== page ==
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Hockney's Portraits and People

Marco Livingstone Kay Heymer



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Thames & Hudson
16 June 2016
Art & Architecture; Art & design styles: from c 1960; Painting & paintings; Individual artists, art monographs; Portraits in art
David Hockney's continuing belief in the importance of the portrait and his virtuoso skill in creating a sense of close communication between artist, sitter and viewer has resulted in some of the best-loved works of the postwar era. From the 1950s on, Hockney's most persistent subject matter, in paintings, drawings, collages and photoworks, has been of people usually very close to him, as well as of himself.

These works are narratives of autobiographical relationships: they reflect the intimate and often intense stories of this artist's life. They also explore different formal ways of representing the passage of time and at the same time the unavoidable but marvellous stillness of portraits. The works include fascinating sequences as he paints his mother or Henry Geldzahler or Celia Birtwell on and off for decades; the special qualities attached to depictions of lovers; and the range of celebrities, writers and artists - Billy Wilder, Armistead Maupin, W.H. Auden, Henry Moore, Christopher Isherwood - who have been part of a very full life.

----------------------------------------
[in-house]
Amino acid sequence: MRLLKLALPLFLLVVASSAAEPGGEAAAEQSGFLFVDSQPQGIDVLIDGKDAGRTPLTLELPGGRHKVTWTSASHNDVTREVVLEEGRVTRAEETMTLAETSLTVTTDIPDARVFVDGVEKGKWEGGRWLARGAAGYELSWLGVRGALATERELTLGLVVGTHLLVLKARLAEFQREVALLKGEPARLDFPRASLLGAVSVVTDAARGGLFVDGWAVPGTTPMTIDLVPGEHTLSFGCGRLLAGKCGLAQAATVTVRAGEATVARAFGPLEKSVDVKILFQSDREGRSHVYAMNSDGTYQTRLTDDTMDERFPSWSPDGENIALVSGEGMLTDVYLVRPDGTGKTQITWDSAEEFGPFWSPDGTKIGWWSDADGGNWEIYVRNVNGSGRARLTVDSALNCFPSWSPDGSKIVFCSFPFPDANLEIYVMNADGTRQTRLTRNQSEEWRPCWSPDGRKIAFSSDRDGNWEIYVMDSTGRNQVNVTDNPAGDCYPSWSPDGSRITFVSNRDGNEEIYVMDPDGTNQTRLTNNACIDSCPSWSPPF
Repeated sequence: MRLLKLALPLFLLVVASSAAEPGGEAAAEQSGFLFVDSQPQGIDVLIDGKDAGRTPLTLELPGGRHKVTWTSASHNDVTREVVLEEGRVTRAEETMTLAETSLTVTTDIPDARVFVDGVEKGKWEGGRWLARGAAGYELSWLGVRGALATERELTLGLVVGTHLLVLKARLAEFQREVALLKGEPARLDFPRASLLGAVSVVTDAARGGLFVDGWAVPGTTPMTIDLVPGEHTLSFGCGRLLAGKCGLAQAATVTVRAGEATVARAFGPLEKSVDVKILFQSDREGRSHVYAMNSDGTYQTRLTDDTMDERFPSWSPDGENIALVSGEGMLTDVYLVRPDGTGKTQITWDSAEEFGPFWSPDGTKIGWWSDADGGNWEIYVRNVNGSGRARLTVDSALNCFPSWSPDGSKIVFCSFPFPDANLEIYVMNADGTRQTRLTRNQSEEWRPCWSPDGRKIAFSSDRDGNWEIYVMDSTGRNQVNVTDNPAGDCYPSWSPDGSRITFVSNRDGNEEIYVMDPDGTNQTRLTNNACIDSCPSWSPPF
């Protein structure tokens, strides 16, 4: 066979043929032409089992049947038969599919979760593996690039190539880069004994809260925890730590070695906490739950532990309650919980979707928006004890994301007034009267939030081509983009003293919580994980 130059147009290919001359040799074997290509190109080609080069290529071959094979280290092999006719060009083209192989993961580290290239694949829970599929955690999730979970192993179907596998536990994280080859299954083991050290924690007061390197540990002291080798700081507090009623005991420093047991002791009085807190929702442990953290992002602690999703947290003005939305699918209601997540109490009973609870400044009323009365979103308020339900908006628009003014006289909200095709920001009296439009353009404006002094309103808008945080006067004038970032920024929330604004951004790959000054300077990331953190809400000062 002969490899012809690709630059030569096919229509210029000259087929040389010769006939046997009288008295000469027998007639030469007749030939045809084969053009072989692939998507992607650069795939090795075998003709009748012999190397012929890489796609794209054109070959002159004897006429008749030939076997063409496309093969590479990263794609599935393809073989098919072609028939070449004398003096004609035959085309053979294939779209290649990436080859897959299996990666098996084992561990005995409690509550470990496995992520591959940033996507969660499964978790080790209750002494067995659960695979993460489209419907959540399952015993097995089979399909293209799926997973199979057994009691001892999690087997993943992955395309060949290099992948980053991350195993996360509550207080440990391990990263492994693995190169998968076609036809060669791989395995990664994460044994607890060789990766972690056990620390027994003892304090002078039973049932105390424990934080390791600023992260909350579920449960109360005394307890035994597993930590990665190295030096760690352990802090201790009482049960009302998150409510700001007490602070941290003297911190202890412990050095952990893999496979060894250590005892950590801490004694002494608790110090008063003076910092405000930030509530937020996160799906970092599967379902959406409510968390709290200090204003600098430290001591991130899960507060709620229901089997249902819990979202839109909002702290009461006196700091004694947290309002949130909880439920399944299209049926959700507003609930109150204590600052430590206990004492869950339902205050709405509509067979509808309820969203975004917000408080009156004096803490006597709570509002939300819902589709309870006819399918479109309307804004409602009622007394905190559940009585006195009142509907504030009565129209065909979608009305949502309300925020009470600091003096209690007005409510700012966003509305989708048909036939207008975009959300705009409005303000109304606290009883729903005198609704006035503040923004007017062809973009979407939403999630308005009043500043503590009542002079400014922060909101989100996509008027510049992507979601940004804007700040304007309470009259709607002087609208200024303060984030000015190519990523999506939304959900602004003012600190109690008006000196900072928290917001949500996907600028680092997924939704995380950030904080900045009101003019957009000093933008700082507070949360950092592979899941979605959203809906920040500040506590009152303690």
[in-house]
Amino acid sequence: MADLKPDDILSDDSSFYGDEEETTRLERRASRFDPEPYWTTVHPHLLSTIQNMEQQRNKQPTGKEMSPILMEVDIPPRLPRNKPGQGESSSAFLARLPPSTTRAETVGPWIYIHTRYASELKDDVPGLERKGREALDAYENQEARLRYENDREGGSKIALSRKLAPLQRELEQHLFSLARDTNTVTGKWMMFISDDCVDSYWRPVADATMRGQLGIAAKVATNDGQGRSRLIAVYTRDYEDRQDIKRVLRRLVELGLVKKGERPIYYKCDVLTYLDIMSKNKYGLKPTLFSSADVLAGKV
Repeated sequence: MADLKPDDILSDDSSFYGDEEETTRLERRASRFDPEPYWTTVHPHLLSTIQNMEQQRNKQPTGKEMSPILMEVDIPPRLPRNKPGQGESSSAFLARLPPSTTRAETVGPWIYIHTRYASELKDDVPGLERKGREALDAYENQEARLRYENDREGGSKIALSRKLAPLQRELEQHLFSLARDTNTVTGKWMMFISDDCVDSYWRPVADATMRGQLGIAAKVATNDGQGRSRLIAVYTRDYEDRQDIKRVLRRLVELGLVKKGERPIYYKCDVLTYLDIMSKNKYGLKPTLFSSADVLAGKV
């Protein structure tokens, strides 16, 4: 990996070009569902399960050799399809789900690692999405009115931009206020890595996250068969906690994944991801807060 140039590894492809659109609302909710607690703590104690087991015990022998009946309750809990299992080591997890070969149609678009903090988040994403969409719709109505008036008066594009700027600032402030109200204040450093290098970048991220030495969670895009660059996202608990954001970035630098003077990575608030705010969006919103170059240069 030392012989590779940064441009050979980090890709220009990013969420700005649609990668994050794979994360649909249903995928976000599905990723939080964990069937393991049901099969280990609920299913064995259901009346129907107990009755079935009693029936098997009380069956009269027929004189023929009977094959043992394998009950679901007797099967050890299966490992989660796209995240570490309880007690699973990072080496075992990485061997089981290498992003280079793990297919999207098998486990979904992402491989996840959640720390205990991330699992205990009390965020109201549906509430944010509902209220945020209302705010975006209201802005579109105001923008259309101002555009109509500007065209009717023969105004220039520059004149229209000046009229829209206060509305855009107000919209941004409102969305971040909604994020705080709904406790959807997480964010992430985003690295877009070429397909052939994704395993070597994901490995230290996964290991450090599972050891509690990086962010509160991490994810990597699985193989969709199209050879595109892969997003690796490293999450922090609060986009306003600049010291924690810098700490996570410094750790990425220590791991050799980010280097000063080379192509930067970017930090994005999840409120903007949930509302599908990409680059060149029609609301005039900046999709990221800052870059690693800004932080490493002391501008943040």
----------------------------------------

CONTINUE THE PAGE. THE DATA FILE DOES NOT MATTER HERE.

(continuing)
The text by a distinguished European critic and curator reinforces the point that this hugely popular English-born artist, who made America his second home, has become a figure of worldwide appeal.
By:   Marco Livingstone, Kay Heymer
Imprint:   Thames & Hudson
Country of Publication:   United Kingdom
Dimensions:   Height: 300mm,  Width: 235mm,  Spine: 21mm
Weight:   1.420kg
ISBN:   9780500292341
ISBN 10:   0500292345
Publication Date:   16 June 2016
Audience:   General/trade ,  ELT Advanced
Format:   Paperback
Publisher's Status:   Active

Reviews for Hockney's Portraits and People

'A Thames & Hudson treat' - Vogue 'An elegant framework for an account of a life which is also a study and a celebration of that life's work ... virtually every page turned is another encounter with Hockney's distinctively expressive sense of line and colour' - Times Literary Supplement 'Attractive and entertaining ... Hockney's gifts (close observation and an elegantly expressive line) have always been evident in his portraits' - Sunday Times 'An utterly compelling rogues' gallery of the famous, the infamous and the anonymous' - The Spectator

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